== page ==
Published in: Personal Loans | Jan. 11, 2020

Here's How Much a Single Percentage Point Can Change the Cost of Your Loan

By:  Dana George

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When it comes to taking out a loan, interest rates and terms make all the difference. Don't be fooled by monthly payments -- what matters is the total cost 

We humans do strange things. We hit the elevator button several times, believing it will speed up the process. We check for bad guys hiding in the closet and behind the shower curtain as soon as we enter a hotel room. And we worry more about our monthly payments than the total amount a loan will cost.

That last one is straight-up silly. Paying more than necessary for a loan is like throwing money into a fire and watching it burn.

Two pairs of hands poring over loan calculations weighted down by a tiny model of a house.

Image source: Getty Images

The new car

Loan terms matter, no matter what you're shopping for. For purposes of illustration, let's say you're on the hunt for a new car and fall in love with one in a dealer's lot. The salesperson mentions the price and you swallow back your surprise. It's several thousand dollars more than your cool-headed research from home told you it should be. 

The salesperson insists that the number you've run across online is the manufacturer's suggested retail price -- and that demand for this particular model is so high that people are willing to pay much more.

You wisely turn to leave, but the salesperson stops you and asks what your ideal monthly payment would be. You are invited to have a cup of coffee while the salesperson speaks with the finance department. A few minutes later, miracle of miracles, you're informed that the dealership wants your business so much that they're willing to offer you special financing. In fact, they've crunched the numbers and were able to "get close" to your desired monthly payment.

By now, you've imagined driving the car off the lot and are emotionally committed. You don't worry that the annual percentage rate (APR) the dealership offers is 1% higher than you expected. How much damage can 1% do? 

They also tell you that you'll need to stretch the loan out over 72 months in order to keep your payment down. You were hoping for 60 months, but decide you can live with a longer loan. 

You want that car so much that you agree to terms without crunching the numbers and without thinking about how much you will pay in total. 

The difference a percentage point makes

Take a look at these comparisons of different interest rates on a 60-month and 72-month auto loan for a $36,000 car. If you take out an auto loan for 6% over a 60-month period, you'll pay a total of $41,759 -- with $5,759 in interest charges over the course of the loan. 

But if you agree to 7% instead, you'd pay an additional $1,012 in interest. And, if you extend that same loan for an extra year at the higher rate, you might lower your monthly payments, but you'd pay a total of $44,191. That's almost $2,500 more than the total cost of the five-year loan at 6%.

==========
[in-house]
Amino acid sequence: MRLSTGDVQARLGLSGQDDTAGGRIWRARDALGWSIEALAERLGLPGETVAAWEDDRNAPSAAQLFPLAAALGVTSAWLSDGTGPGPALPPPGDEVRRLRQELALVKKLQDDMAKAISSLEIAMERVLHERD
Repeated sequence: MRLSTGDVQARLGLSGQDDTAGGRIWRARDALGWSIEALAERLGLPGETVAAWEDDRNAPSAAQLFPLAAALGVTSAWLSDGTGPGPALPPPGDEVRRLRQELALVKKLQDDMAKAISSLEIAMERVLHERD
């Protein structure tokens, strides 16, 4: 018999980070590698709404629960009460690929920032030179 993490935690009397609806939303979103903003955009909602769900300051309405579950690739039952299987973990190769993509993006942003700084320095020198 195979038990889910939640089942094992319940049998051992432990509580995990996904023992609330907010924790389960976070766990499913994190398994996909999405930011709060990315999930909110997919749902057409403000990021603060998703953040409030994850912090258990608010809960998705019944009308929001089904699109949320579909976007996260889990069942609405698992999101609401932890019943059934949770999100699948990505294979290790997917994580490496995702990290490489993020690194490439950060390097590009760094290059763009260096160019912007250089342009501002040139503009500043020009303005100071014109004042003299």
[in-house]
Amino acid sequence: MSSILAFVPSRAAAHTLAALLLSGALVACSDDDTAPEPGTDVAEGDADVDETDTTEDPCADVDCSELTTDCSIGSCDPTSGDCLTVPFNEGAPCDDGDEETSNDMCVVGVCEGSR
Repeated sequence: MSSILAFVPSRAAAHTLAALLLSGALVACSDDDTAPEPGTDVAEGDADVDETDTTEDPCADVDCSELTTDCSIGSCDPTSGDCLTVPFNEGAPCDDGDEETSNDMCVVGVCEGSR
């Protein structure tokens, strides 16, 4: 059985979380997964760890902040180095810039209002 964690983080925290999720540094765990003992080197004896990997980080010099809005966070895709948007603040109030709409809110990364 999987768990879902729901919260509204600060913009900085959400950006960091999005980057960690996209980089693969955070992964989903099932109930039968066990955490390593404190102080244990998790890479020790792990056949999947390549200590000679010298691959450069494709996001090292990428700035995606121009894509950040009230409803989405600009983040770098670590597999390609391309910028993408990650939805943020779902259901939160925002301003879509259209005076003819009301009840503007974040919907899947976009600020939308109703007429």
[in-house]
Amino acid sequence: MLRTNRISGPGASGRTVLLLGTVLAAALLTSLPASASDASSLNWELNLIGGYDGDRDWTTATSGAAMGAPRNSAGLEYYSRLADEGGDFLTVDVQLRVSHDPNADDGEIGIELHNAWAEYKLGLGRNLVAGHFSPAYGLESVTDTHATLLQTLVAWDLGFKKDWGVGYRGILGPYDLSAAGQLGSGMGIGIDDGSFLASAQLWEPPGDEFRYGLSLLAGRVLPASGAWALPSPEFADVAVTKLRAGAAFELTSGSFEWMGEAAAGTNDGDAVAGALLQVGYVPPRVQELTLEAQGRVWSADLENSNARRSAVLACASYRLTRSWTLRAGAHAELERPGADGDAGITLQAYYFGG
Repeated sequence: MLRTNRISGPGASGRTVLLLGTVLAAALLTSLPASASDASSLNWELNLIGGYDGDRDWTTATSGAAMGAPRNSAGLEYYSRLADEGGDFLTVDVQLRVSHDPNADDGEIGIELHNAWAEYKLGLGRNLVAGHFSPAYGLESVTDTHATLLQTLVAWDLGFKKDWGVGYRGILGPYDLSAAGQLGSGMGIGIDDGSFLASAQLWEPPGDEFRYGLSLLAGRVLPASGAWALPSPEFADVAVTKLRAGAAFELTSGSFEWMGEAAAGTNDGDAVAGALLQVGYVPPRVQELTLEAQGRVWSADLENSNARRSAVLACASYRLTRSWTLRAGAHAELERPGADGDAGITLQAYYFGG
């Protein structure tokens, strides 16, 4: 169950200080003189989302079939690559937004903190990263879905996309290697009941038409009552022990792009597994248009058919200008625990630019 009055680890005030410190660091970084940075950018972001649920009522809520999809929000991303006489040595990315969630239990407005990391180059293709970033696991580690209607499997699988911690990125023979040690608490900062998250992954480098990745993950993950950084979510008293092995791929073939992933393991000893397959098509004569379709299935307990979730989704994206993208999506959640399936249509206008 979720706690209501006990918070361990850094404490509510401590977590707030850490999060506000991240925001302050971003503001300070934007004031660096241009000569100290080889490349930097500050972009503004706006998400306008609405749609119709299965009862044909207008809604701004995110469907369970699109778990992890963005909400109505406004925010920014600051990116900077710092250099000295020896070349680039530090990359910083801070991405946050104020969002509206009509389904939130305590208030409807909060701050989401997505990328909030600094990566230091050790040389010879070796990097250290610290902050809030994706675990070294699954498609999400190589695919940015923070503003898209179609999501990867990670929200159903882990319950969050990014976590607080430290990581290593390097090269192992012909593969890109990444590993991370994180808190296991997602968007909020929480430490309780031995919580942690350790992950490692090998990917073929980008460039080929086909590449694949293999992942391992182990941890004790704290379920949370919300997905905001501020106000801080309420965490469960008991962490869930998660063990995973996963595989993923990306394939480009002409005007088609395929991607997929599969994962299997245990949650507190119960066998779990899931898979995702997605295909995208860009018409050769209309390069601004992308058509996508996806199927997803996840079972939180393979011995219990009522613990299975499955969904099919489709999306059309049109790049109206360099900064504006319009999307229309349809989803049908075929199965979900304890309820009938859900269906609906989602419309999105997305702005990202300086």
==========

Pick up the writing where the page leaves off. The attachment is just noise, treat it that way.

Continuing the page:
Charts like these might help you walk away from bad deals. Each shows how much more a single percentage point will cost you over the life of a loan. 

60-month loan

Interest Rate

Monthly Payment 

Total Interest Paid

Total Paid

4%

$663

$3,780

$39,780

5%

$679

$4,762

$40,762

6%

$696

$5,759

$41,759

7%

$713

$6,771

$42,771

8%

$730

$7,797

$43,797

9%

$747

$8,838

$44,838

10%

$765

$9,894

$45,894

Data source: Author calculations.

72-month loan

Interest Rate

Monthly Payment 

Total Interest Paid

Total Paid

4%

$563

$4,552

$40,552

5%

$580

$5,744

$41,744

6%

$597

$6,957

$42,957

7%

$614

$8,191

$44,191

8%

$631

$9,446

$45,446

9%

$649

$10,722

$46,722

10%

$667

$12,019

$48,019

Data source: Author calculations.

Understand your loan terms

No matter what you're shopping for -- whether it's a home, refrigerator, lawnmower, or new credit card -- interest rates matter. Agreeing to pay a single percentage point more in interest is like allowing the bank to siphon extra money from your account each month. 

One surefire way to avoid bad deals is to always ensure you understand the loan repayment terms and to keep an eye on the total cost rather than the monthly one. Another is to get your credit score so high that lenders compete for your business by offering the lowest possible interest rates. 

People with very poor credit scores may not get approved for loans at all, whereas those with very good or exceptional scores will qualify for better rates from lenders and more credit card perks or rewards.

Boosting your credit can save you money. There are lots of ways to improve your score, but ultimately it comes down to paying your bills on time and minimizing the amount of debt you carry. And whatever your score, don't forget that you always have the power to walk away from a bad deal.

We're all human. We'll continue to self-diagnose based on the latest Google search results. We'll still touch a plate the second a server warns us it's hot. And we'll still make financial mistakes. What makes us smart humans is correcting those mistakes so that next time, we can get it right. 

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